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Gifted kids have many strings to their bows

BY MICHELLE COOKE
Last updated 05:00 17/06/2009
Photo: AMELIA JACOBSEN

GIFTED DUO: As gifted children, Ryan, 12, and Amber Edwards, 10, excel in a range of activities but are often misunderstood by their peers.

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Violinists Ryan and Amber Edwards have an unconventional approach to learning.

The brother and sister learn with their senses, picking up music by ear, rather than written notes or instruction. They also act on instinct.

They are inventive, creative and fidgety.

Thousands of Kiwi kids are just like them, but the New Zealand school structure, which focuses largely on reading and writing, lacks the resources to cater for these students’ learning needs.

Gifted Awareness Week, which runs until Sunday, aims to highlight this often misunderstood subject.

"For a long time Amber hated going to school and was really quite unhappy but she’s always really liked one day school," mum Ros Edwards says.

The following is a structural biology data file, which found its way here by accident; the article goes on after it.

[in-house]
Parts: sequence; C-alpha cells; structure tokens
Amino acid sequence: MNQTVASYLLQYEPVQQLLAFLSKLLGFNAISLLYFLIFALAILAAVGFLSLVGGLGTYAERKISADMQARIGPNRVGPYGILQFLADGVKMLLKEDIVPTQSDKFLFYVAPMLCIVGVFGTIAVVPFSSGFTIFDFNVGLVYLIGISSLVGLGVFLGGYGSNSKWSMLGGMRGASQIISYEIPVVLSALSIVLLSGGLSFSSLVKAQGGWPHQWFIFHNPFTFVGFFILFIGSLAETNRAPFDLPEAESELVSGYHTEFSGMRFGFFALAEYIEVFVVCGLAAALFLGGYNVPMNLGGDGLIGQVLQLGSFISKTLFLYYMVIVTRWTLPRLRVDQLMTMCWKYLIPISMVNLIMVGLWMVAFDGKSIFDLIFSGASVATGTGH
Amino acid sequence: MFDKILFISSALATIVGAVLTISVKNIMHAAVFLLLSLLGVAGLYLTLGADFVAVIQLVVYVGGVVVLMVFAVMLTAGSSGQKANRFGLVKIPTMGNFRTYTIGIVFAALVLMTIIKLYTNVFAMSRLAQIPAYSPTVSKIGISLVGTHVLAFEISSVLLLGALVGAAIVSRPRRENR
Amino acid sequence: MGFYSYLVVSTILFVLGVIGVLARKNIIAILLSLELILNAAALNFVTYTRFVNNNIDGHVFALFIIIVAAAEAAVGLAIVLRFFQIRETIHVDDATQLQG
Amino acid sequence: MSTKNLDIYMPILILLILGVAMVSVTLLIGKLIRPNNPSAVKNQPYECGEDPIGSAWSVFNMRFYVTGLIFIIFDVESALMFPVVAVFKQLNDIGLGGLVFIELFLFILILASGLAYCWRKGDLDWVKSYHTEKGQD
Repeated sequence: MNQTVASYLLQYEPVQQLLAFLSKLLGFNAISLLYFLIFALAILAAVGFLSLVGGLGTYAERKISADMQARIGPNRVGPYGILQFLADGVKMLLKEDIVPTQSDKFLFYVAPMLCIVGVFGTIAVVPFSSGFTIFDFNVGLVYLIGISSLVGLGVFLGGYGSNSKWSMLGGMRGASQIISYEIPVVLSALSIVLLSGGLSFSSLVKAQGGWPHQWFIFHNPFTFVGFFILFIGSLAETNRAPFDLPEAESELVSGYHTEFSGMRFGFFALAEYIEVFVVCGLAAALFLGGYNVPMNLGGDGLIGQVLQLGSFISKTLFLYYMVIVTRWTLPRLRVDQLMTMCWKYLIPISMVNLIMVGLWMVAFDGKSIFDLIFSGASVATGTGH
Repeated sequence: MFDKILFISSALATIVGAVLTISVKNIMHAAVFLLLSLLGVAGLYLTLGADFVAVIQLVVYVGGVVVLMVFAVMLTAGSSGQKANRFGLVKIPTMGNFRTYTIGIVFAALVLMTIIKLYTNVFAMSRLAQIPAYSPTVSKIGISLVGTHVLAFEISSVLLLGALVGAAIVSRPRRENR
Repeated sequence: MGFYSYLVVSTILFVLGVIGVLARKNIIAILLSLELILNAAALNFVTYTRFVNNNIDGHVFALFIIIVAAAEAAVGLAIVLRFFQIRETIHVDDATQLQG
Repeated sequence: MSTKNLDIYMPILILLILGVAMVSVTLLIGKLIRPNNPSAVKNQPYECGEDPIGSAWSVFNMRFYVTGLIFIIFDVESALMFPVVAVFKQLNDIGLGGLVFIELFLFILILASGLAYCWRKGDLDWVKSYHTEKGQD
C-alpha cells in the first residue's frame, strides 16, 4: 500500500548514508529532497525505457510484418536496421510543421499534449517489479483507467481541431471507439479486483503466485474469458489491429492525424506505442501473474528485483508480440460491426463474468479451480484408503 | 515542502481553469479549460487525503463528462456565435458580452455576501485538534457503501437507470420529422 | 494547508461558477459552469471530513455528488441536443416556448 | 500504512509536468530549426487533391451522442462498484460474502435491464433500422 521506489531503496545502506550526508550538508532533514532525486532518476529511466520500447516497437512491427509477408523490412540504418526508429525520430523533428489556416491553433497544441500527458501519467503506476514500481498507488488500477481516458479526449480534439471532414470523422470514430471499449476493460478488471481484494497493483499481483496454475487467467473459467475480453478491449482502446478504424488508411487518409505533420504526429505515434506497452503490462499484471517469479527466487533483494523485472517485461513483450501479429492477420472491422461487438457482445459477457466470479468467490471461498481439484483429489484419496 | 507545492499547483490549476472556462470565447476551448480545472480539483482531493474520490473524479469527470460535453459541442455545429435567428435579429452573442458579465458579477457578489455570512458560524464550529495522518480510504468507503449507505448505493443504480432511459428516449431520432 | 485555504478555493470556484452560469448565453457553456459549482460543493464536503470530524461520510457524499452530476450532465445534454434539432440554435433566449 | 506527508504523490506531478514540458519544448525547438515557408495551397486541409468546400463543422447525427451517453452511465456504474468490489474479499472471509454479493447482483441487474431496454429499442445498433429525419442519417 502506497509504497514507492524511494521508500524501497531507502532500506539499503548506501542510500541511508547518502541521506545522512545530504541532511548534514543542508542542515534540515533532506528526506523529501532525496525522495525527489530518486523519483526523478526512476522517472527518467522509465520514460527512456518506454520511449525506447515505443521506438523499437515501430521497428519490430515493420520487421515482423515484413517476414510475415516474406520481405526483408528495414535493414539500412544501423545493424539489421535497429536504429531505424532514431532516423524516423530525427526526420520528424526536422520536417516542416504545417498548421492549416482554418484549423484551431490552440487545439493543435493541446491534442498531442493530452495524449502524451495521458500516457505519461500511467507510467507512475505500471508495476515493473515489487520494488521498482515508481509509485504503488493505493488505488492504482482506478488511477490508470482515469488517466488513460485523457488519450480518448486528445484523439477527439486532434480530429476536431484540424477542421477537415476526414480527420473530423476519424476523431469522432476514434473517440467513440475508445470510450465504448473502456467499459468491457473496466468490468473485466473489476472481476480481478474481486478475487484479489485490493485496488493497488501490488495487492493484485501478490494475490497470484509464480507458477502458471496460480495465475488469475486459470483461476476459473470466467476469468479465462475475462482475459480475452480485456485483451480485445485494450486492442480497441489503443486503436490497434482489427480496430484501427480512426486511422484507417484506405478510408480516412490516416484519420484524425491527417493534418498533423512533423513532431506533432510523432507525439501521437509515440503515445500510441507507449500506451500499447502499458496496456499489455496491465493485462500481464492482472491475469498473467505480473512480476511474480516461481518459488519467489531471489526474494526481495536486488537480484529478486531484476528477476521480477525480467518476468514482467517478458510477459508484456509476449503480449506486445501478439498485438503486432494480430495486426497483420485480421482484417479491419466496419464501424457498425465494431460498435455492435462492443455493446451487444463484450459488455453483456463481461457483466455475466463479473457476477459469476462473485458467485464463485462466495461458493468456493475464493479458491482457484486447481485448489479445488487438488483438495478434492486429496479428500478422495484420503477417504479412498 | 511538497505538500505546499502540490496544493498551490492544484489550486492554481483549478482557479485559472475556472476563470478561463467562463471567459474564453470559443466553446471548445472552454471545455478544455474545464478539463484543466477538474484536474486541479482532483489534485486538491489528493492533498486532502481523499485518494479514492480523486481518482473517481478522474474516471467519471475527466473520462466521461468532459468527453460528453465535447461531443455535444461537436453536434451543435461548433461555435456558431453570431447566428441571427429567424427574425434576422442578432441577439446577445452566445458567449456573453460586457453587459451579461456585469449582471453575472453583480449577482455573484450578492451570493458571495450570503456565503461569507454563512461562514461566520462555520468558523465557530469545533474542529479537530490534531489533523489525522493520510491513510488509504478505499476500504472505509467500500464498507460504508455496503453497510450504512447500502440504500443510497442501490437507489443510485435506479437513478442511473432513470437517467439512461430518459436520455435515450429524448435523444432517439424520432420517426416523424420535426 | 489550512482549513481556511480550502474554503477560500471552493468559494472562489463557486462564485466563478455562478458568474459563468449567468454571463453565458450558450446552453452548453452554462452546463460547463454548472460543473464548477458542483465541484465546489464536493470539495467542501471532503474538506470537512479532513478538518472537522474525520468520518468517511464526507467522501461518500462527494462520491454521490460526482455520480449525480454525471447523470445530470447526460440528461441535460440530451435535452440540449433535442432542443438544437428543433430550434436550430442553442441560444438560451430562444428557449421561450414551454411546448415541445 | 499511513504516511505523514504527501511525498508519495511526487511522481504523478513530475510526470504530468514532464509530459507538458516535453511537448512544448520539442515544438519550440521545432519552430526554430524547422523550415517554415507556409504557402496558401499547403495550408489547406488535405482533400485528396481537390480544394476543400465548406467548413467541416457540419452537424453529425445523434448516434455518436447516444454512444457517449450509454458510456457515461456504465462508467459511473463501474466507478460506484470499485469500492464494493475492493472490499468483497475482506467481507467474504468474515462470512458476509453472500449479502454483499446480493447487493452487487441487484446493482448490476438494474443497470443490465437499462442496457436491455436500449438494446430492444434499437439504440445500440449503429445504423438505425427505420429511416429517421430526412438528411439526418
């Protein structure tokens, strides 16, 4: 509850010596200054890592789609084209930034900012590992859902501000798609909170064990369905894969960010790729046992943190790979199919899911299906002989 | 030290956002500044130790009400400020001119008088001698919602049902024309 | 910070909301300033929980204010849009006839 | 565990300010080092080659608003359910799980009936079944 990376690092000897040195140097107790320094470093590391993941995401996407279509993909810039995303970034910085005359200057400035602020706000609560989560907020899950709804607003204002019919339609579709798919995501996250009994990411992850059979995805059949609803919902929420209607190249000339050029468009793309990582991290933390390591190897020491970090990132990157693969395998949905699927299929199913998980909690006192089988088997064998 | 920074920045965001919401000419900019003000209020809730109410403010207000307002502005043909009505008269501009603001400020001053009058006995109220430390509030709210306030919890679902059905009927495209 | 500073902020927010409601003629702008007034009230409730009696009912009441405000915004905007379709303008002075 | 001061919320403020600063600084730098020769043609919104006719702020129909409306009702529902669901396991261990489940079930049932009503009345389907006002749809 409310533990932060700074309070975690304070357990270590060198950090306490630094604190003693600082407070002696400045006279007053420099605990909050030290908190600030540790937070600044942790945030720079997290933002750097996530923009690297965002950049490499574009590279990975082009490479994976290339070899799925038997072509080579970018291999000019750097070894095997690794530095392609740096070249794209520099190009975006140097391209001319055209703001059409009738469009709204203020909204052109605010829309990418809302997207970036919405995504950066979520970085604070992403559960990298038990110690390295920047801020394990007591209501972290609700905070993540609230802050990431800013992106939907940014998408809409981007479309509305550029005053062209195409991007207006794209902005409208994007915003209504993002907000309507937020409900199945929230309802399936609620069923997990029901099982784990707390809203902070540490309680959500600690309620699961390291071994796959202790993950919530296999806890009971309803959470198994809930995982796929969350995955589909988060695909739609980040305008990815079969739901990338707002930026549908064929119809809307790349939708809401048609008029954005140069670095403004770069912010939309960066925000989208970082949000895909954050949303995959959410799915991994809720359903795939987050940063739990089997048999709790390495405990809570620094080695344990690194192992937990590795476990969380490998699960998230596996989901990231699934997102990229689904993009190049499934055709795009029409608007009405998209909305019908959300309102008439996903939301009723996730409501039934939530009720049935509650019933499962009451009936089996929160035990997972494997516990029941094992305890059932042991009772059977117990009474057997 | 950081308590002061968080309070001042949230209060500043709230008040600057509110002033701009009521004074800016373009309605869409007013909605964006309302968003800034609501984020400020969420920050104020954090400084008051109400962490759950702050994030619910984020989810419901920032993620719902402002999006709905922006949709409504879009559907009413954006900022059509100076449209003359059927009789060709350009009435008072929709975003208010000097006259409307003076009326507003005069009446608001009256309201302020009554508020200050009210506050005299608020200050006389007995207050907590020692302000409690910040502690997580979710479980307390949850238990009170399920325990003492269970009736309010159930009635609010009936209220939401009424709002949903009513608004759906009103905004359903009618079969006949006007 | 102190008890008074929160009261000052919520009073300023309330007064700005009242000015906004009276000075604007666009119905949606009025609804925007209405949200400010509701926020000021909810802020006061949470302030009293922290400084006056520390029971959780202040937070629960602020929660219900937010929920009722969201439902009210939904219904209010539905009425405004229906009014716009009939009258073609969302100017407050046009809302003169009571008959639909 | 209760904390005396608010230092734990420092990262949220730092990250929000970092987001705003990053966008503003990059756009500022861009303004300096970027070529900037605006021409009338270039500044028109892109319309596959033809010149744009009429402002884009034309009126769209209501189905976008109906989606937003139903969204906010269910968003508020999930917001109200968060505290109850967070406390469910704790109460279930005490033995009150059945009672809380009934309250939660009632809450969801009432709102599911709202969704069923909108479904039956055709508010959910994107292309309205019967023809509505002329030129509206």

The 10-year-old has been attending the Gifted Education Centre’s one day school once a week for the past four years and her brother also attended the school for two years.

The classes at one day school are structured around the individual’s learning requirements.

Their mother says it has done "huge things for their self-esteem".

Amber is a gifted artist and has been working on a book with author Joy Cowley, while "technokid" Ryan makes musical instruments and catapults out of anything he finds, and is one of his school’s champion chess players.

The St Thomas’s School students were both recently selected for the Auckland sinfonietta, a junior symphony orchestra.

From next year, advisory support for professional development in gifted and talented education will no longer be funded by the government, as announced in its 2009 Budget.

The Gifted Education Centre says gifted children tend to learn rapidly, have excellent memory, are highly creative, intense and sensitive. Some have disabilities.

Giftedness may also bring problems – such as loneliness, being easily distracted and a lack of social skills, the centre says.

A 2008 Education Review Office report found 58 percent of schools’ provisions for gifted and talented students were either somewhat, or not, responsive and appropriate. It said kids were bored and frustrated at the lack of challenge in their schools.

GiftedEDnz says gifted children are often undermined by misunderstandings by other children, because gifted education has never been adequately covered in New Zealand teacher education.

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- East And Bays Courier

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